Sophie, the gregarious California sea lion, seemed to miss visitors.

The flamingos got used to the solitude.

And Siete, the maned wolf — he of the repellent odor — took to howling at unusual times.

Officials at the Smithsonian’s National Zoo said Friday that there were subtle and not-so-subtle changes for the animals during the 17 days it was closed because of the government shutdown. Some believe that the absence of human beings had an impact.

But did the animals miss us?

The National Zoo's giant panda cub has grown and passed several developmental milestones since the panda cams went dark because of the government shutdown, according to zoo officials. (Smithsonian National Zoo)

Do we need to think they missed us?

Perhaps they didn’t care.

While we were gone, there were two deaths and one departure, and a pair of lions mated.

Three elephants took an important walk. And the 8-week-old giant panda cub grew from three pounds to five.

The zoo reopened at 10 a.m. Friday to a mob of eager visitors who had started gathering an hour beforehand to participate in the return of one of the most visible signs of the government shutdown.

A person wearing a panda costume, along with members of the Friends of the National Zoo with faces painted to look like pandas, greeted the waiting crowd.

With television cameras rolling and dozens of sign-carrying zoo staffers poised to greet the throng, zoo director Dennis Kelly stood with a red-and-white bullhorn and looked at his watch as the moment approached.

“Okay, everybody: Let’s do a countdown!” he called out at the main entrance. And as the crowd chanted “Three! Two! One!,” he slid open the black metal gate that is flanked by two giant statues of lions.

Bystanders cheered, and scores of people pushing baby strollers and clutching their morning coffee surged in.

Soon, the zoo again echoed with the sounds of crying children and the lectures of zookeepers. And the aroma of popcorn drifted through the air.

“We are so excited to be back here,” Kelly said. “It’s been a hard 17 days. The animals have missed the people. The staff has missed the folks. We can’t do our mission of saving species without our visitors coming. ”

The zoo, part of the federally funded Smithsonian Institution, had been closed since the shutdown began Oct. 1.

Officials said the hiatus seemed to have affected animals in different ways.

Don Moore, associate director of animal-care sciences, said it was hard to say if some animals missed people. “We missed people,” he said of the staff.

Sophie, the sea lion?

“I think you could probably, safely say [she] missed people,” he said. “She’s very, very human-oriented, and she’s been looking for people..

“I would go walking down there, and she would just follow me around the entire exhibit. And I’m not even one of her keepers.

“The maned wolf was howling during the day, instead of the evening,” he said. “I guess you could interpret that as, ‘Well, there’s nobody else around, so it’s safe to do this.’ I don’t know what the maned wolf is thinking.”

The maned wolf, native to South America, is famous at the zoo for its heavy skunklike odor.

The flamingos seemed to get used to the quiet of the shutdown and then would become agitated when staff members walked by.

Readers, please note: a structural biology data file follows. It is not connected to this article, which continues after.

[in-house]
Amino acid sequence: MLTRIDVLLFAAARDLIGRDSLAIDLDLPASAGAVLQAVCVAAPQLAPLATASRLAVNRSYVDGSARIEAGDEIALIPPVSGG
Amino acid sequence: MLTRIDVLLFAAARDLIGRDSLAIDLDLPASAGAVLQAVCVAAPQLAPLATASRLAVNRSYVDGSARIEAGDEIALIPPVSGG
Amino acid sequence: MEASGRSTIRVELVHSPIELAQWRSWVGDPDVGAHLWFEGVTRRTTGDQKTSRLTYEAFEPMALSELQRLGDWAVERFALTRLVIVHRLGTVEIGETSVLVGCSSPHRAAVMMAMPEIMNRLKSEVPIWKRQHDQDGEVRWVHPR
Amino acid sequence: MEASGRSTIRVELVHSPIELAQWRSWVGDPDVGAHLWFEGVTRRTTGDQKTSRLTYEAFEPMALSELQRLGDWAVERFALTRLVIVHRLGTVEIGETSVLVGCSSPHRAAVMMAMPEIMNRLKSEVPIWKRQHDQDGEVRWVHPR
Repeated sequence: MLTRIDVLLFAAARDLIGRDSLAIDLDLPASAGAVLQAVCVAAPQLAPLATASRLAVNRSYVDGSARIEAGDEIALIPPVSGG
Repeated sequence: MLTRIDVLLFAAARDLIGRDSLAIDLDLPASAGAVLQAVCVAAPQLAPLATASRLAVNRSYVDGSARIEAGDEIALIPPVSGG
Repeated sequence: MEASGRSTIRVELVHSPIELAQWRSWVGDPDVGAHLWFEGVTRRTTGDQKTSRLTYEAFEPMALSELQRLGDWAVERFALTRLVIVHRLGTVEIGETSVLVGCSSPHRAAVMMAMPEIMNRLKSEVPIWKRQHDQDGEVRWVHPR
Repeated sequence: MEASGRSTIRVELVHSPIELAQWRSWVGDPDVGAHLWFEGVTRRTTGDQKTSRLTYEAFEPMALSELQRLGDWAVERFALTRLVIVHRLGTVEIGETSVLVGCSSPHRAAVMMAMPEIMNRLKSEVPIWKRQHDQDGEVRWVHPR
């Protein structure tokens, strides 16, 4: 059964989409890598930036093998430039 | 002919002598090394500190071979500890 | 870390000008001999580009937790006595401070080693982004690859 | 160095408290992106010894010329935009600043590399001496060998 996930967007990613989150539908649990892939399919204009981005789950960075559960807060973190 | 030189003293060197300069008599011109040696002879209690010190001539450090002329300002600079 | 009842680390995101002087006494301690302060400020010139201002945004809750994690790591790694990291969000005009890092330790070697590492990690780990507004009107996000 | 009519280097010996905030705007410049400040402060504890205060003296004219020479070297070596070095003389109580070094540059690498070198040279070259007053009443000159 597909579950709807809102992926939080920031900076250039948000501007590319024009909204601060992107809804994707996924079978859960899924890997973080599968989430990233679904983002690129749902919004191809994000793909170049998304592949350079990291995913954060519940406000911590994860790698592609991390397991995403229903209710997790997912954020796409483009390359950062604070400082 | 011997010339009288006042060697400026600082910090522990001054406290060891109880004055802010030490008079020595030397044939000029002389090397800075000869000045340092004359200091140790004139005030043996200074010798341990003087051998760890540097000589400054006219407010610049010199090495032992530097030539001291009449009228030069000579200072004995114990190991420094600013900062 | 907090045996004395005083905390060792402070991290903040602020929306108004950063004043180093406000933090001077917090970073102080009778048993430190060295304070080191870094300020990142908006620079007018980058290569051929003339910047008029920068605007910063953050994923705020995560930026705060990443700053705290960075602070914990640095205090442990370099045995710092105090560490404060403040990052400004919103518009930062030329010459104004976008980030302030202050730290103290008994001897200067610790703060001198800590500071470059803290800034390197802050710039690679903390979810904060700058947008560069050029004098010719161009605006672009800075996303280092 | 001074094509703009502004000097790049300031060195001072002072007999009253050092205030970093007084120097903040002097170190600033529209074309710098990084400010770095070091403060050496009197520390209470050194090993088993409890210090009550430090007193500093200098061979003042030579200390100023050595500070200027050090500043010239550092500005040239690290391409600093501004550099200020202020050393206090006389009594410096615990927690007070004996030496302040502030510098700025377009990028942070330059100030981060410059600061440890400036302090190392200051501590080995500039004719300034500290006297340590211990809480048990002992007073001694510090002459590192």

“They have pretty small brains in those big birds,” Moore said. “There are about 65 or 70 . . . flamingos here. So your flock is only as stable as the least-stable member.”

The zoo’s two African vultures, Natalie and Tuck, “have been kind of a little freaky,” Moore said.

They seemed to be “on high alert” as more keepers showed up for work. “My own opinion is vultures might be a little smarter than flamingos,” he said. “They’re more predatory birds. A little bit larger brain there.”

Neither the maned wolf nor the vultures came out during the reopening.

During the shutdown, there were some deaths at the zoo.

Sable, a large Aldabra tortoise about 100 years old, had been suffering from renal failure and an upper respiratory infection. She had been at the zoo since 1956 and died Oct. 7 in the zoo’s veterinary hospital.

Friday morning, zookeepers found one of its two new wrinkled hornbills, a female, dead in the Bird House. The birds are endangered, and the zoo had just taken in a pair.

A significant departure also occurred.

Kigali, a female lowland gorilla, was moved from the zoo Wednesday to the Sedgwick County Zoo in Wichita as part of a breeding program. “They’ve got a male that wants a girlfriend,” Moore said.

“It’s always a massive thing when you’re moving a gorilla,” he said. “It takes a lot of preparation, a lot of safety measures. The good news was we didn’t have to cordon off the zoo, because we were closed to the public.”

There were no births at the zoo during the shutdown, Moore said, but two lions mated. “So we’re trying to make babies.”

The zoo’s Asian elephants took a giant step: For the first time, the three females — Ambika, Shanthi and newcomer Bozie — went for a stroll together along the zoo’s elephant walk. Bozie recently joined the herd and is still getting acclimated.

And the unnamed giant panda cub expanded in size, fur and popularity.

The zoo’s Internet panda cams, which show live feeds from the panda compound, have been deluged since being back online Thursday morning.

The Web feed, which shows the cub with her mother, Mei Xiang, can host 850 viewing slots for each of the two cameras. To ensure access for the maximum number of people, viewers can watch for only 15 minutes at a time.

The panda cub looked different since her last appearance on video. At last glimpse, she looked like a large rodent, with minimal black-and-white coloring. On Thursday, she looked like a little version of her mother.

Neither the cub nor her mother was on view Friday. But visitors crowded at the outdoor part of the giant panda compound to see the cub’s father, Tian Tian, who lounged across a log, basking in the sun and the attention.